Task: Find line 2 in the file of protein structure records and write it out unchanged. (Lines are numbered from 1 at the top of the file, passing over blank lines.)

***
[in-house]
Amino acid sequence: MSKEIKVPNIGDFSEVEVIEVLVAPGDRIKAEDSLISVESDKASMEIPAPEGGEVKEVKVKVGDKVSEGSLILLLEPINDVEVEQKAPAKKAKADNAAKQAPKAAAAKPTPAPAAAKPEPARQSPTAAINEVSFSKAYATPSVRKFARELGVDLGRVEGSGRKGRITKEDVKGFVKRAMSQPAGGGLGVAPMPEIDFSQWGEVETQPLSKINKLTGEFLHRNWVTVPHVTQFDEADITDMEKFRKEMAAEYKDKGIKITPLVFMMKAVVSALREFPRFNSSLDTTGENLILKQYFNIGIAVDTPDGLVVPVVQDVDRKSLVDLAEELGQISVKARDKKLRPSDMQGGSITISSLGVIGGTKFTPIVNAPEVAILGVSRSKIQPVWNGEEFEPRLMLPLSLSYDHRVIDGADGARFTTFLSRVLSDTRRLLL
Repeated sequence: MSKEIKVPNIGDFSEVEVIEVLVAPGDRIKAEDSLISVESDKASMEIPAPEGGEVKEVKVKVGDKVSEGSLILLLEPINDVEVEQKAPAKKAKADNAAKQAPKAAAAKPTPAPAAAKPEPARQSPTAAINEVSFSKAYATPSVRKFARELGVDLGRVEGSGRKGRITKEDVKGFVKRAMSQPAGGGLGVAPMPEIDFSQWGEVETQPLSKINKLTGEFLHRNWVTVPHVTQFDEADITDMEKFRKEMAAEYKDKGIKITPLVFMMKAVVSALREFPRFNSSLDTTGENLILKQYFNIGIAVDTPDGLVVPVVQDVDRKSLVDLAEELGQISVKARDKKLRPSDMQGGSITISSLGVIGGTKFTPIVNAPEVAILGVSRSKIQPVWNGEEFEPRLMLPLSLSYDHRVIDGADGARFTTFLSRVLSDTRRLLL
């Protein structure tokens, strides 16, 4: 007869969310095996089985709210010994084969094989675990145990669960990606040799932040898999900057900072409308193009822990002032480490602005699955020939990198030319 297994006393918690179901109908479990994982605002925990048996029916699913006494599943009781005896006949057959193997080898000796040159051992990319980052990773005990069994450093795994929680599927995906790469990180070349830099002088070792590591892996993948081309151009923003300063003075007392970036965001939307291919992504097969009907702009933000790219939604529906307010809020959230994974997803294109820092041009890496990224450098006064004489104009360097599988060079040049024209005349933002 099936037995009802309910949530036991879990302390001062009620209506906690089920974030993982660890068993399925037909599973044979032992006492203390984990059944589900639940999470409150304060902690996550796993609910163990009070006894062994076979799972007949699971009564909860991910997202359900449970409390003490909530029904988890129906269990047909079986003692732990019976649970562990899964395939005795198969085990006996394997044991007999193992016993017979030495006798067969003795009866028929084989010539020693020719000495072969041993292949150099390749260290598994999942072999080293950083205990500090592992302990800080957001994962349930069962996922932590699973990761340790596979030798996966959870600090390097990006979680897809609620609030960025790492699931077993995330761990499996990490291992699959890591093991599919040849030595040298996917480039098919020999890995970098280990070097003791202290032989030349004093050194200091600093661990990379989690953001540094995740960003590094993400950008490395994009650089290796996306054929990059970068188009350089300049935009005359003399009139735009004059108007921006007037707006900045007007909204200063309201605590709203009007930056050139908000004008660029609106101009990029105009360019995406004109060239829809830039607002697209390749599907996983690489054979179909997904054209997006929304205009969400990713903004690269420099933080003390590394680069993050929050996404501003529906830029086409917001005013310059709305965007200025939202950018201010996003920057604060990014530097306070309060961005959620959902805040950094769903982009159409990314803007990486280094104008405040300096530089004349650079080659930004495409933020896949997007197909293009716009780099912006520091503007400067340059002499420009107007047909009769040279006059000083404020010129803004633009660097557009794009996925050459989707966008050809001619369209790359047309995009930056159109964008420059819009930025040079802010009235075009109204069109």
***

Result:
Amino acid sequence: MSKEIKVPNIGDFSEVEVIEVLVAPGDRIKAEDSLISVESDKASMEIPAPEGGEVKEVKVKVGDKVSEGSLILLLEPINDVEVEQKAPAKKAKADNAAKQAPKAAAAKPTPAPAAAKPEPARQSPTAAINEVSFSKAYATPSVRKFARELGVDLGRVEGSGRKGRITKEDVKGFVKRAMSQPAGGGLGVAPMPEIDFSQWGEVETQPLSKINKLTGEFLHRNWVTVPHVTQFDEADITDMEKFRKEMAAEYKDKGIKITPLVFMMKAVVSALREFPRFNSSLDTTGENLILKQYFNIGIAVDTPDGLVVPVVQDVDRKSLVDLAEELGQISVKARDKKLRPSDMQGGSITISSLGVIGGTKFTPIVNAPEVAILGVSRSKIQPVWNGEEFEPRLMLPLSLSYDHRVIDGADGARFTTFLSRVLSDTRRLLL